Movie Review – National Lampoon’s Christmas Vacation

National Lampoon’s Christmas Vacation (1989)
Written by John Hughes
Directed by Jeremiah Chechik

This might be my favorite Christmas movie of all time, but it might not. I have watched Christmas Vacation probably over two dozen times, and while I was a child and teenager, I loved the film, my views have become more complicated as an adult. I still think it is hilariously funny, a perfect ending to John Hughes’s tenure on the series. They tried to keep squeezing gold out of the series in later films, which were embarrassingly terrible. I’ve noticed in recent viewings that Christmas Vacation is a total mess, not sure if it wants to be sentimental or cynical about the holiday.

Clark Griswold (Chevy Chase) is dead set on having a big family Christmas at his home in the Chicago suburbs. He drags his wife (Beverly D’Angelo) and kids (Juliette Lewis & Johnny Galecki) out to the woods to harvest a ridiculously colossal tree and decides to cover his house in thousands of lights that will send his electric bill into the stratosphere. To add even more trouble to the holiday season, Clark has invited his parents and his in-laws to come to spend the week of Christmas at his house. Complicating that situation is the unexpected arrival of Cousin Eddie (Randy Quaid), his wife Catherine, and kids Rocky & Ruby Sue. Clark also has to deal with uptight yuppie neighbors who find his holiday spirit something to mock and a cold boss who doesn’t seem to be in a very giving mood this year.

Christmas Vacation is a collection of amusing bits. It is not a single cohesive storyline or even character arc for Clark. It definitely seems like Hughes wrote this as a series of comedic moments all centered around the holidays. The closest we get to a storyline is Clark’s growing anxiety over the down payment he’s made on an inground pool and the delayed arrival of his Christmas bonus. Scenes are set up like skits or jokes, establishing the location and who is there and then allowing all manner of hilarious and silly things to occur. Many of these involve Cousin Eddie once he arrives on the scene, and it is a reminder that despite his current descent into complete schizophrenia, Randy Quaid was an excellent comedic actor, especially in this role.

As a kid, this was a film quoted by my siblings and me frequently, and to this day, it comes up by chance pretty often. This is because of the beautiful assembly of actors Hughes brought to the picture. John Randolph and Diane Ladd play Clark’s parents with E.G. Marshall & Doris Roberts playing the in-laws. They are so great with the supporting roles they are given and sometimes manage to steal the show. On Christmas Eve, we see the arrival of Great-Aunt Bethany (Mae Questel, the voice of Betty Boop) and her husband Lewis (William Hickey), and in their instance, they ultimately run away with the movie in the third act. This is a perfect example of a substantial ensemble comedy where the veteran actors know just where they fit in the overall structure and play to support the other actors.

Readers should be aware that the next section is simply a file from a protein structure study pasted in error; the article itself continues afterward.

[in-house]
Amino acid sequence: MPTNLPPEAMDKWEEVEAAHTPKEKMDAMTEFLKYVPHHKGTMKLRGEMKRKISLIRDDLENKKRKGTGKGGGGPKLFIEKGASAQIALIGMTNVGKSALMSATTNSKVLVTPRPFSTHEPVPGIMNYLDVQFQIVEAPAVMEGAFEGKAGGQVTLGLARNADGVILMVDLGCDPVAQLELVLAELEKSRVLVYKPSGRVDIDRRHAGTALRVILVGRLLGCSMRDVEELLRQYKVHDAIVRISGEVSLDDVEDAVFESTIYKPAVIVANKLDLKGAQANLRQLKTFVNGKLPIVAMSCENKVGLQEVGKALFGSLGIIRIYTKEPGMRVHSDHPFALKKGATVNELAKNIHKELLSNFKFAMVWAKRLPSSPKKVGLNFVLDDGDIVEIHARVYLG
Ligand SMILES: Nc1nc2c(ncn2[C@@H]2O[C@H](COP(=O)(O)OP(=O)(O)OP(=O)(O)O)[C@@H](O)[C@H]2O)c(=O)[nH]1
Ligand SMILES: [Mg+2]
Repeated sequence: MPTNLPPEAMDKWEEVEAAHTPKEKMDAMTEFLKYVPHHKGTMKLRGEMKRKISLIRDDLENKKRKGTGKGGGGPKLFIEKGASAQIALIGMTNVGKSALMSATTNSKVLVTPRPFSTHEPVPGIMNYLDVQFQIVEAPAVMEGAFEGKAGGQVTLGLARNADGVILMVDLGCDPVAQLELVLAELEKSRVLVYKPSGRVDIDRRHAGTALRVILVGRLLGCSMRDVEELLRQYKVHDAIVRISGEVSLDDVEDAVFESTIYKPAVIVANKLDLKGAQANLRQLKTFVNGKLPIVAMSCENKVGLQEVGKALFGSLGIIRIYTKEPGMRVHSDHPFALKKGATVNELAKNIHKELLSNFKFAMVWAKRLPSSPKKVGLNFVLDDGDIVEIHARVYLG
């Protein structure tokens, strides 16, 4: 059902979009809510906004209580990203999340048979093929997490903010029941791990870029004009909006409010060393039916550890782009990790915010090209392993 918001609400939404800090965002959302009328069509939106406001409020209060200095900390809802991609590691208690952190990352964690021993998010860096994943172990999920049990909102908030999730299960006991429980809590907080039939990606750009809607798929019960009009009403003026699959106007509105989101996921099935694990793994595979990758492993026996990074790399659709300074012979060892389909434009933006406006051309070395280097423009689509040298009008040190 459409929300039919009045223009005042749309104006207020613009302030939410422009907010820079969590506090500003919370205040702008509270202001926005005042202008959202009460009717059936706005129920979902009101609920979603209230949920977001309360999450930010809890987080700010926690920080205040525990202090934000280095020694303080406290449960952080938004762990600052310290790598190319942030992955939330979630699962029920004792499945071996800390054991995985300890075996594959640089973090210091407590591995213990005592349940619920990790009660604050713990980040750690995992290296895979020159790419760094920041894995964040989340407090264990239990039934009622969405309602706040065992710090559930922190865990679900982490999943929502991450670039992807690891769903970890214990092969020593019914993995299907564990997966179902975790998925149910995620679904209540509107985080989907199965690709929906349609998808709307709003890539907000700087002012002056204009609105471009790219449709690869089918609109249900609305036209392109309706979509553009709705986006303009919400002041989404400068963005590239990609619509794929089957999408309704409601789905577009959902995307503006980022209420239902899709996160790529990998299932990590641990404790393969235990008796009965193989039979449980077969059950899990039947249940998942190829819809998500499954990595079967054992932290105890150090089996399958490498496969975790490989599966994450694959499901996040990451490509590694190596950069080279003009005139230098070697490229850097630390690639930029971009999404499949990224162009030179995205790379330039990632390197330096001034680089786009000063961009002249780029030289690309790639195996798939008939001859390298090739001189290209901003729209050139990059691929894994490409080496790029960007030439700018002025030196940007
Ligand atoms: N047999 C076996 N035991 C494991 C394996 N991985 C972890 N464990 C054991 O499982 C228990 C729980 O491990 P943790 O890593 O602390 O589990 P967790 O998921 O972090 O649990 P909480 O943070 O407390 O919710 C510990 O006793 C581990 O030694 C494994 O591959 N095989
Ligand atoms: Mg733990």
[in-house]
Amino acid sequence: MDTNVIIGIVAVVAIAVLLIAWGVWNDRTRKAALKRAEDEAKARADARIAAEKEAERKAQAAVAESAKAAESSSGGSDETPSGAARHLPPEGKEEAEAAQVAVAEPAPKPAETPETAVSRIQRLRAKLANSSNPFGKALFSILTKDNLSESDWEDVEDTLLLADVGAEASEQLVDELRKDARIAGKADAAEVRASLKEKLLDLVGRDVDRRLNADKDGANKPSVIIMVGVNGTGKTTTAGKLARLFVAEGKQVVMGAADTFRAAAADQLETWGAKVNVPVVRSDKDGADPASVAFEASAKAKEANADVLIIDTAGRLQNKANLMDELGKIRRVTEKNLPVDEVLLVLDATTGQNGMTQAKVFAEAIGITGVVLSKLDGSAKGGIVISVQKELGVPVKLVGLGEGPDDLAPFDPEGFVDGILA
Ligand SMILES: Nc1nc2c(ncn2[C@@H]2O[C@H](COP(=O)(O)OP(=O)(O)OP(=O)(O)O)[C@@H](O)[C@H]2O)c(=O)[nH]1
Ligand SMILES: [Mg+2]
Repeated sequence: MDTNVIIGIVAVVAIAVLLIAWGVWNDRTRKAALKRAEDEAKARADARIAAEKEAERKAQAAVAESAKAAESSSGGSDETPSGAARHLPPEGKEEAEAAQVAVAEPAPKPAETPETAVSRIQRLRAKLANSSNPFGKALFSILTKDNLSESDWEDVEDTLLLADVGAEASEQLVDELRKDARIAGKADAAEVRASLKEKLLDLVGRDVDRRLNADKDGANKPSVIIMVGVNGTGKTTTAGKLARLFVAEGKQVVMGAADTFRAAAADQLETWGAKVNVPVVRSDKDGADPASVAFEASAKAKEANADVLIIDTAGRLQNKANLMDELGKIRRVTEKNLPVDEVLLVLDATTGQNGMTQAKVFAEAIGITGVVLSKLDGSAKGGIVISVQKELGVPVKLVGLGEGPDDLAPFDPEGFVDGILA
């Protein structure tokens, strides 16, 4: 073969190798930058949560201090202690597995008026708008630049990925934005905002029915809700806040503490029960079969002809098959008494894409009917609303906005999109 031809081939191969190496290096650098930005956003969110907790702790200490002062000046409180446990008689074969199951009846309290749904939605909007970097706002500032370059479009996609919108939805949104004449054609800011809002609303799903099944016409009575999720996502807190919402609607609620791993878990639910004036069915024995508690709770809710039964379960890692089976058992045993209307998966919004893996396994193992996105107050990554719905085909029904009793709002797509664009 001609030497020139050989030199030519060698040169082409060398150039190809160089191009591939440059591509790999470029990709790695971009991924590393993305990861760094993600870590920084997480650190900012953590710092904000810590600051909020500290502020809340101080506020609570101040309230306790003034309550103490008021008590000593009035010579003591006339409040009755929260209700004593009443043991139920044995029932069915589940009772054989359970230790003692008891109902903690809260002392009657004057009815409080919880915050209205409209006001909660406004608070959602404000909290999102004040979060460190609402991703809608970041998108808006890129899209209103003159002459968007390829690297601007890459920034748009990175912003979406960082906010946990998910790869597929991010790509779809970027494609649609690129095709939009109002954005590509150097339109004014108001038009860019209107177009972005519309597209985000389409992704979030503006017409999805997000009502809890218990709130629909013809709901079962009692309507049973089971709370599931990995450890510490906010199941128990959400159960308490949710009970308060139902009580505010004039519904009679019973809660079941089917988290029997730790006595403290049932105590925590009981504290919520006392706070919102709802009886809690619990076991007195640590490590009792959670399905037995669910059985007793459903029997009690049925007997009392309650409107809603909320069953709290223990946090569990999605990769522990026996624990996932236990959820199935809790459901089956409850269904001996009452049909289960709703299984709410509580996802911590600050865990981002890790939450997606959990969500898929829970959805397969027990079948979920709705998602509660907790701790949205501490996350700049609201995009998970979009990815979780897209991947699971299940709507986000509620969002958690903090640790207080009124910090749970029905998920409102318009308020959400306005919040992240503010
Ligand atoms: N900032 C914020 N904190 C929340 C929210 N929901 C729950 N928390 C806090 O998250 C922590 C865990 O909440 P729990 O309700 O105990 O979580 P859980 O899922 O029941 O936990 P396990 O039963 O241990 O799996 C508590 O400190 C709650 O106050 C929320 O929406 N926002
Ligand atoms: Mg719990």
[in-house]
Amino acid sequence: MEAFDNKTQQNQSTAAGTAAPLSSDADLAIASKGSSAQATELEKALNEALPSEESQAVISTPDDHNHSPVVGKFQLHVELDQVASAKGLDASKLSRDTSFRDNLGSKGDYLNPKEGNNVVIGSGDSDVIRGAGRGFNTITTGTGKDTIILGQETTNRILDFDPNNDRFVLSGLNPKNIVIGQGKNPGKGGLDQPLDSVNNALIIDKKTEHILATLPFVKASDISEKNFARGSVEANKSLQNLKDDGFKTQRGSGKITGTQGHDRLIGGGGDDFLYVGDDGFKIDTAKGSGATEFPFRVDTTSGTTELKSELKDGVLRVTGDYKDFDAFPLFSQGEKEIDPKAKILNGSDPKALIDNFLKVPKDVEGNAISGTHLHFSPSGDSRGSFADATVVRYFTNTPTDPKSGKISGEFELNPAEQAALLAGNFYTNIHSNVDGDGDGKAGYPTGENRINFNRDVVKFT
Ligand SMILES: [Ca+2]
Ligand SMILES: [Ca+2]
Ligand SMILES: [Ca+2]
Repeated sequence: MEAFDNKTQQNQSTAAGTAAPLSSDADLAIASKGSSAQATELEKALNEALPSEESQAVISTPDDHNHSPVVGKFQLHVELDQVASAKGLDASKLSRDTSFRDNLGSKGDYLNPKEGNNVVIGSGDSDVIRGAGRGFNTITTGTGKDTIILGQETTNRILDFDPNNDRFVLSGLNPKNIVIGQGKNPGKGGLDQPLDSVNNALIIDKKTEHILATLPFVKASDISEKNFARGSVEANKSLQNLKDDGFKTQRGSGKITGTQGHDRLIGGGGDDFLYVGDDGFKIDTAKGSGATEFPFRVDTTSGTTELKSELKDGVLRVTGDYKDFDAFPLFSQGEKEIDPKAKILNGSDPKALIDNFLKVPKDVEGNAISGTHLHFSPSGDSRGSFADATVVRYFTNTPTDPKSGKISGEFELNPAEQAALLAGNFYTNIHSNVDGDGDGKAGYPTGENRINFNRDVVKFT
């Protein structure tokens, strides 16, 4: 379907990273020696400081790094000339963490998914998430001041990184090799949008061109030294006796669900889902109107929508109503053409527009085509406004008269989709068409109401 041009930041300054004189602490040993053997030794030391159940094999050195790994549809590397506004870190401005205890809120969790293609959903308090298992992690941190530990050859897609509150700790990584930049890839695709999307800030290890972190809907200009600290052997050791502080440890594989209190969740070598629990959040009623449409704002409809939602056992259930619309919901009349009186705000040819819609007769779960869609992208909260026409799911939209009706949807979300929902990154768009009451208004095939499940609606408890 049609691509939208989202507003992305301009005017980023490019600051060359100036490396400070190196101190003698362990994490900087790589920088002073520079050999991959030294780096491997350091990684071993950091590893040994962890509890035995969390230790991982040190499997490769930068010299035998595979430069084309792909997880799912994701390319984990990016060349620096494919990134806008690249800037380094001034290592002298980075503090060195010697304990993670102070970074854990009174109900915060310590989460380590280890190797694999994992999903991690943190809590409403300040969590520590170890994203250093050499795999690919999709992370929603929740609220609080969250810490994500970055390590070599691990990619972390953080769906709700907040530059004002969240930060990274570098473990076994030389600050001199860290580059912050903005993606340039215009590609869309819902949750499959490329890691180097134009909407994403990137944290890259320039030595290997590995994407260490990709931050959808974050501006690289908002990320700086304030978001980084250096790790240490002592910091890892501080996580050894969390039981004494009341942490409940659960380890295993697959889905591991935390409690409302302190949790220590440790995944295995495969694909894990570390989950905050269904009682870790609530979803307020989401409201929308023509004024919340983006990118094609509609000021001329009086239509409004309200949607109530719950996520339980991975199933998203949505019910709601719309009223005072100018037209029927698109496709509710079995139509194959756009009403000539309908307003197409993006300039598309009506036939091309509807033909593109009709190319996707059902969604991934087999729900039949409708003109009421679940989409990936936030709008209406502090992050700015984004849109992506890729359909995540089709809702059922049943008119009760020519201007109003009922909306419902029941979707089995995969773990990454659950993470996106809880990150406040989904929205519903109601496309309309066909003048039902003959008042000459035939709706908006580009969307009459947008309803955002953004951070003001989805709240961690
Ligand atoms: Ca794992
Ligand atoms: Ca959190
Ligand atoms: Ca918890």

I think the problems with Christmas Vacation come down to it being so overpacked that it doesn’t use its best players to their fullest. All those relatives mentioned above don’t have enough scenes and feel like a wildly missed opportunity. I think cutting the yuppie neighbors would have freed up space to focus more on Clark and his family. As an adult, I don’t find the plot about the stingy boss adds much to the film other than a throughline that gives the appearance of a plot. Creating other reasons for Clark to have his breakdown on Christmas Eve would have served the story better and helped a later scene where he talks things out with his father to resonate more. For so many of the scenes, these characters just serve to react to what Clark does rather than do their own things and participate in the story.

I think part of the problems stemmed from production woes that saw director Chris Columbus leaving the picture after being unable to work with the notorious asshole Chevy Chase. Even Hughes expressed how much he disliked that the Lampoon films existed to be vehicles for Chevy Chase to get a paycheck and mug for a bit on camera. Hughes felt sympathy for Columbus, which led to him giving the director the script for Home Alone, which came out the following holiday season. Because the Vacation movies always had to star Chase, the actor sucked all the oxygen out of the room. Christmas Vacation is still an enjoyable film to watch, but as an adult, you can see the cracks better and understand what a missed opportunity the movie truly is.

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